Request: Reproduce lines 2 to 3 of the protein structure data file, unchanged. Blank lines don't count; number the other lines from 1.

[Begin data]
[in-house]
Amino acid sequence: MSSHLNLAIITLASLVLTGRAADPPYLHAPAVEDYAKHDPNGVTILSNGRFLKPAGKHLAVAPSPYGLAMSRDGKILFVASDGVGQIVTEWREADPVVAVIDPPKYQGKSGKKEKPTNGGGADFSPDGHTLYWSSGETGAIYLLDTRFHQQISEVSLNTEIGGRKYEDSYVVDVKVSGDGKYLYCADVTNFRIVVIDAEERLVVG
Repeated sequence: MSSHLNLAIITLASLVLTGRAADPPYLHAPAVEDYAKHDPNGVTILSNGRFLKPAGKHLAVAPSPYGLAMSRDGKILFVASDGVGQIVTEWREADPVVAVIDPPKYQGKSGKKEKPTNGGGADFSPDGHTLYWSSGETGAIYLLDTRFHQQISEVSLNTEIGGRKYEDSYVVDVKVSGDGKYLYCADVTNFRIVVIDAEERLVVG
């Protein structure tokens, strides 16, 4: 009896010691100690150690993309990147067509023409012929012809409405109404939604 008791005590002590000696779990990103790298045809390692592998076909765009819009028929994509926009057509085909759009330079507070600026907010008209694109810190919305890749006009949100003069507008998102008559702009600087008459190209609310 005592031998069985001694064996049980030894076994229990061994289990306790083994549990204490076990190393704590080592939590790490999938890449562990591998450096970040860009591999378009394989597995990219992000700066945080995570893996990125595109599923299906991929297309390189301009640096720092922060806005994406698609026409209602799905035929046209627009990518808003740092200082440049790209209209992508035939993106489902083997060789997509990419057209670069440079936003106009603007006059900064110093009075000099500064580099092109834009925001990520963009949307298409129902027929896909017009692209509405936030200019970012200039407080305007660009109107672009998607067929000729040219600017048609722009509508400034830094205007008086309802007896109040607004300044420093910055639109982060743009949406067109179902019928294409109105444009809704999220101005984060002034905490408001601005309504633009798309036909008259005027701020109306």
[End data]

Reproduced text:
Amino acid sequence: MSSHLNLAIITLASLVLTGRAADPPYLHAPAVEDYAKHDPNGVTILSNGRFLKPAGKHLAVAPSPYGLAMSRDGKILFVASDGVGQIVTEWREADPVVAVIDPPKYQGKSGKKEKPTNGGGADFSPDGHTLYWSSGETGAIYLLDTRFHQQISEVSLNTEIGGRKYEDSYVVDVKVSGDGKYLYCADVTNFRIVVIDAEERLVVG
Repeated sequence: MSSHLNLAIITLASLVLTGRAADPPYLHAPAVEDYAKHDPNGVTILSNGRFLKPAGKHLAVAPSPYGLAMSRDGKILFVASDGVGQIVTEWREADPVVAVIDPPKYQGKSGKKEKPTNGGGADFSPDGHTLYWSSGETGAIYLLDTRFHQQISEVSLNTEIGGRKYEDSYVVDVKVSGDGKYLYCADVTNFRIVVIDAEERLVVG